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How to Teach Kids to Spread Out & Pass in Soccer

Team Keep Away

    Divide your team into two squads. Make sure each squad is wearing practice shirts or jerseys with a distinct color so both groups of kids can tell who they should be passing to or defending.

    Use only half of the full playing field so players are forced to pass and move in a smaller, more controlled space. Mark off the boundaries of the playing field with cones. Place cones at each corner of the field and explain to the kids that there will be no goals used in this Keep Away drill.

    Outline the concept of Team Keep Away for your players. The object of the game is to maintain control of the ball. To do this, players will need to spread out and pass efficiently in order to keep the ball away from the other team. A point is given to a team each time they string together a series of 10 passes without having the ball stolen by the opponent.

    Have the two teams line up on opposite ends of the field. Place the soccer ball in the middle of the field between them. Each team picks one player to sprint for the ball to start the game. The race to the ball begins when the coach blows his or her whistle. Whoever gets to the ball first should immediately try to start passing with the rest of the team to get 10 consecutive passes for a point.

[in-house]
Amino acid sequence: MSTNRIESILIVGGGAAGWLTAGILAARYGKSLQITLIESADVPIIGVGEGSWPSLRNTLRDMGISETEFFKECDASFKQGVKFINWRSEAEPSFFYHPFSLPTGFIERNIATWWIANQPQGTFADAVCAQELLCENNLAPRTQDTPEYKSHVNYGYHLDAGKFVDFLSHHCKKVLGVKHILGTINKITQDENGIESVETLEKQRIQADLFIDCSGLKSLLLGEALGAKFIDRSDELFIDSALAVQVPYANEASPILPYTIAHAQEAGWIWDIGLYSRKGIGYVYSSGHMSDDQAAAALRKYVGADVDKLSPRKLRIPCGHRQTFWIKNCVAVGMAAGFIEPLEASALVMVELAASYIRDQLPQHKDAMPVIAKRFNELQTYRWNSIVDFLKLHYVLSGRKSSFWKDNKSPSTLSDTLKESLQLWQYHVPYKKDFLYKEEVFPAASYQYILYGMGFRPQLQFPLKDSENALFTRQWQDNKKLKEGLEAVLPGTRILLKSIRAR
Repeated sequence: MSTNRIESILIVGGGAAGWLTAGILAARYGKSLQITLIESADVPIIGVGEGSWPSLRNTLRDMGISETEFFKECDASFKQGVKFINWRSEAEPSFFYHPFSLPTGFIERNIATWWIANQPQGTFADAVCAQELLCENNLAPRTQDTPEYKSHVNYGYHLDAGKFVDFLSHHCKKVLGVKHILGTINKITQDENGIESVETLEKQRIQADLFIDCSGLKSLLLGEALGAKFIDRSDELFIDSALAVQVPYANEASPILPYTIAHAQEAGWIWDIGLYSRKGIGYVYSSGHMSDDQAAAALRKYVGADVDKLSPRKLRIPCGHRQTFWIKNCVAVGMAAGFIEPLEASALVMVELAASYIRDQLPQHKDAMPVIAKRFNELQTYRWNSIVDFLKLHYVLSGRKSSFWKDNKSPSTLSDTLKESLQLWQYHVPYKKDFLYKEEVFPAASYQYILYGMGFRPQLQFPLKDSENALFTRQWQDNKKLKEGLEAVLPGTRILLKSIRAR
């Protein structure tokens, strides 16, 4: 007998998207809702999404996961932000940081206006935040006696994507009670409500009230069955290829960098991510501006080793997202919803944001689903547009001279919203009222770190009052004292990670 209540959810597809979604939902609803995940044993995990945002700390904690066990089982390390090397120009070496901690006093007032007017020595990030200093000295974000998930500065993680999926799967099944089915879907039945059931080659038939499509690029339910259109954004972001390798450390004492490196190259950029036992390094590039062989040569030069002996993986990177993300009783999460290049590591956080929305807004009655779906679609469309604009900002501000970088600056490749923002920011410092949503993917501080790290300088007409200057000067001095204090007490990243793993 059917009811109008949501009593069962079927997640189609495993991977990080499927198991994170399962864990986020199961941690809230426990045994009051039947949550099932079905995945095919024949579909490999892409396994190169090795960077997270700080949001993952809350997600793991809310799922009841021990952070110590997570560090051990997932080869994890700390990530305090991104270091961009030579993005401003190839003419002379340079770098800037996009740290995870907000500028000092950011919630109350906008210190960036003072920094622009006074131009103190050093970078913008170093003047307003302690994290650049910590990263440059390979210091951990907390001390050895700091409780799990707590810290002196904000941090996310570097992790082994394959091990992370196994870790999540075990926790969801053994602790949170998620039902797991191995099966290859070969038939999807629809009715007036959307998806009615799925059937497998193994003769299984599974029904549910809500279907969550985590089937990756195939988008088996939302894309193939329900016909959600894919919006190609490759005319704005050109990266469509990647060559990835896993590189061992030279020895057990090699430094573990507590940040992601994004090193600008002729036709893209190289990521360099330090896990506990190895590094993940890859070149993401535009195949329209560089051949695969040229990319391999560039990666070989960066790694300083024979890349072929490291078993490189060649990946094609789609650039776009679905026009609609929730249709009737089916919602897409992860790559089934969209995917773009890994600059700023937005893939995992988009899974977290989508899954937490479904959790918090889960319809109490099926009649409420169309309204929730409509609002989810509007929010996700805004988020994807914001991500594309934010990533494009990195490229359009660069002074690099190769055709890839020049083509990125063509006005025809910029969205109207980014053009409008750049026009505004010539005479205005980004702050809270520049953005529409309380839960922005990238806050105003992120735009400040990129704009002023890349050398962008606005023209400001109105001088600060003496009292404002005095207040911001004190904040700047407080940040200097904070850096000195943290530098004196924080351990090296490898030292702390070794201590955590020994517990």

Keep track of the pass count and point tally for each team. Shout out the number of passes each time a player completes a pass. Announce the scoring of a point each time a team completes 10 passes.

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Tips

  • Try using this drill on a smaller scale to get all players more involved. Create more squads with fewer players on each team and let them play simultaneous games of Keep Away on smaller fields. This way everybody gets to pass and run without the ball.

Warnings

  • Provide positive feedback and constructive criticism rather than ridicule or insult. Remember that kids are only just beginning to learn how to play soccer. Children are more fragile emotionally than adults and may respond poorly to criticism or shouting.

Things Needed

  • Soccer Ball
  • Practice Jerseys
  • Cones
  • Whistle

About the Author

David Thyberg began his writing career in 2007. He is a professional writer, editor and translator. Thyberg has been published in various newspapers, websites and magazines. He enjoys writing about social issues, travel, music and sports. Thyberg holds a Bachelor of Arts from the University of Pittsburgh Honors College with a certificate in Spanish and Latin American studies.

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